Caesar had a high regard for Brutus's reputation for honesty and for his scholarship. Cassius despised Caesar and began to plot against him. Brutus took a great deal of convincing, but he eventually agreed to become a leader of the conspiracy, and it was in fact Brutus who gave a speech to the people immediately after Caesar was killed.
In Julius Caesar by William Shakespeare, Cassius believes that he must have Brutus as a member of the conspirators. Brutus had a reputation of honesty and persuasive skills that Cassius knew would be needed one the assassination took place. In addition, Brutus was known for his logical, reasoning and strong oratorical skills.
Cassius believes that he must have Brutus as a member of the conspirators. Brutus had a reputation of honesty and persuasive skills that Cassius knew would be needed one the assassination took place. In addition, Brutus was known for his logical, reasoning and strong oratorical skills.
In Act II, Scene I, Brutus is at war with himself. He does not know what he should do. In the past, he has been close to Caesar. Now, he fears the power that Caesar will be given by the senate to him one the Ides of March.
Brutus speaks in a soliloquy trying to establish what he believes. He knows that later in the morning Cassius will be there to again try to enlist him to join the conspiracy.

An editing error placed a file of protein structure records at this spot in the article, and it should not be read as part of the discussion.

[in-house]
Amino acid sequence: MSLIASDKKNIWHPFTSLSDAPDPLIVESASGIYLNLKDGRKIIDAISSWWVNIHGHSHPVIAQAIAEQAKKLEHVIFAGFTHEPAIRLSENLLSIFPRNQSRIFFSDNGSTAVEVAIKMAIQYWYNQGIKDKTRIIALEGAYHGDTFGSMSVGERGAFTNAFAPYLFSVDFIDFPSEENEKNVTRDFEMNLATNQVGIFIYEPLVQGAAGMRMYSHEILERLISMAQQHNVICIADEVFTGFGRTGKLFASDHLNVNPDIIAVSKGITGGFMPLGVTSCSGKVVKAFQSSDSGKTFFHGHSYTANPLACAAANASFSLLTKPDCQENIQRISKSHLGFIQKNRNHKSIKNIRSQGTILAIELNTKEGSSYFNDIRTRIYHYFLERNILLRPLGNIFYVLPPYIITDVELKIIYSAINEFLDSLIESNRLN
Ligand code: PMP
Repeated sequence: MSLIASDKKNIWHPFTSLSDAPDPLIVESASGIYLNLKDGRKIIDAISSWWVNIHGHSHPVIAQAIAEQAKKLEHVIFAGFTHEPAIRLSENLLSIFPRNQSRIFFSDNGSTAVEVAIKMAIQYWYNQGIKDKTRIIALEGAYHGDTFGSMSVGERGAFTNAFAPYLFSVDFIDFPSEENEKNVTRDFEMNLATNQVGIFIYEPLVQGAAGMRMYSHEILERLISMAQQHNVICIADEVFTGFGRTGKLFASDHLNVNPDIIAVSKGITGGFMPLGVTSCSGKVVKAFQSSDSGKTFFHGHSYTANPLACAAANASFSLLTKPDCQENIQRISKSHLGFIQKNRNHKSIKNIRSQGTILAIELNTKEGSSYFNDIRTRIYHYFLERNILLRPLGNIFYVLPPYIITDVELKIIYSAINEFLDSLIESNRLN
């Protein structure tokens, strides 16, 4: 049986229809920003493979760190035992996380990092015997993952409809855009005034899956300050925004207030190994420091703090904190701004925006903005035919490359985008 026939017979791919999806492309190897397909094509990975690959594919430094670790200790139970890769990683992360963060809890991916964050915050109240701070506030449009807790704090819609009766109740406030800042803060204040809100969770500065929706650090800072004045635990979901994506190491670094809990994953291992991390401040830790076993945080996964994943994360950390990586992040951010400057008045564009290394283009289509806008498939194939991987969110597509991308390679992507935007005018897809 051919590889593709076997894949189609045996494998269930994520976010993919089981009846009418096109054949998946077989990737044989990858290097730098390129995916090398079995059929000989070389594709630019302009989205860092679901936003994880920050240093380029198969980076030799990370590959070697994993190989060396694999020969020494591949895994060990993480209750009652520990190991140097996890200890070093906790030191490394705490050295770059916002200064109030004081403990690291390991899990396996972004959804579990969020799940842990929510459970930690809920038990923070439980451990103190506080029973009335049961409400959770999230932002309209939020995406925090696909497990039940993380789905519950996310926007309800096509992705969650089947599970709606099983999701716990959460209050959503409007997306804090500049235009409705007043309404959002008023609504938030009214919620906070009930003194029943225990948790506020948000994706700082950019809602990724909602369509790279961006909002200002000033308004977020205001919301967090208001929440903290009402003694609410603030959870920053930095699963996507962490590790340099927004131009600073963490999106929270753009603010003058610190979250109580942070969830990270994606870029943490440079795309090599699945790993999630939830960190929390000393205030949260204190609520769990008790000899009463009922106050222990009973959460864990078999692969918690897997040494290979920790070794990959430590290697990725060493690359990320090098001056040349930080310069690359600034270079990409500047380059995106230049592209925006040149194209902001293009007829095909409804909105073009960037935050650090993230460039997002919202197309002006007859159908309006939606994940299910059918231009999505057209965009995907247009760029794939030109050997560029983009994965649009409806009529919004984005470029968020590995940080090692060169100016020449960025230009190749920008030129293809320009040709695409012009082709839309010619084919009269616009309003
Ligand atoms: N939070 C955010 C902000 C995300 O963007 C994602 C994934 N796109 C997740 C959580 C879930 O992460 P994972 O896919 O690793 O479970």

The first issue that Brutus raises is that he has decided that Caesar has to die. On the other hand, he has nothing against him personally. His death is necessary for the good of the people. He wants to be crowned the king of Rome. Brutus wonders how that would change Caesar.
Using the image of a serpent or deadly venomous snake, a person must be careful when around one. If Caesar is crowned, would he become like the snake and have a sting that would endanger the good of Rome.
Crown him? That; And then, I grant, we put a sting in him
That at his will he may do danger with.
The abuse of greatness is when it disjoins
Remorse from power...
When men become powerful, often they lose they common touch; however, Brutus has never seen Caesar show anything but love for the people of Rome.
Another analogy by Brutus compares Caesar to someone who is climbing the ladder of success. The ambitious person who is going up the ladder keeps his eye on the goal; yet, when he achieves the highest level, the person often forget those who helped and only focuses on his own achievements. Caesar may do this, so he needs to be eliminated.
Referring again to the serpent analogy, Brutus extended the argument.
Think of Caesar as a serpent egg. In the nest, it is just an egg. If the snake hatches, then it becomes deadly and could be harmful. The best thing to do is to kill the snake while it is still in the egg and avoid the possibility of its sting; so that is what the Romans should do with Caesar. Kill him before he misuses his power.
Brutus further explains that he has not slept since Cassius first asked him to listen to his opinions about Caesar. He has been haunted by what he should do.
When Cassius and the other conspirators come to speak to him, Brutus immediately becomes a part of the conspiracy. The beginning of the end of normalcy for Rome and its citizens has begun.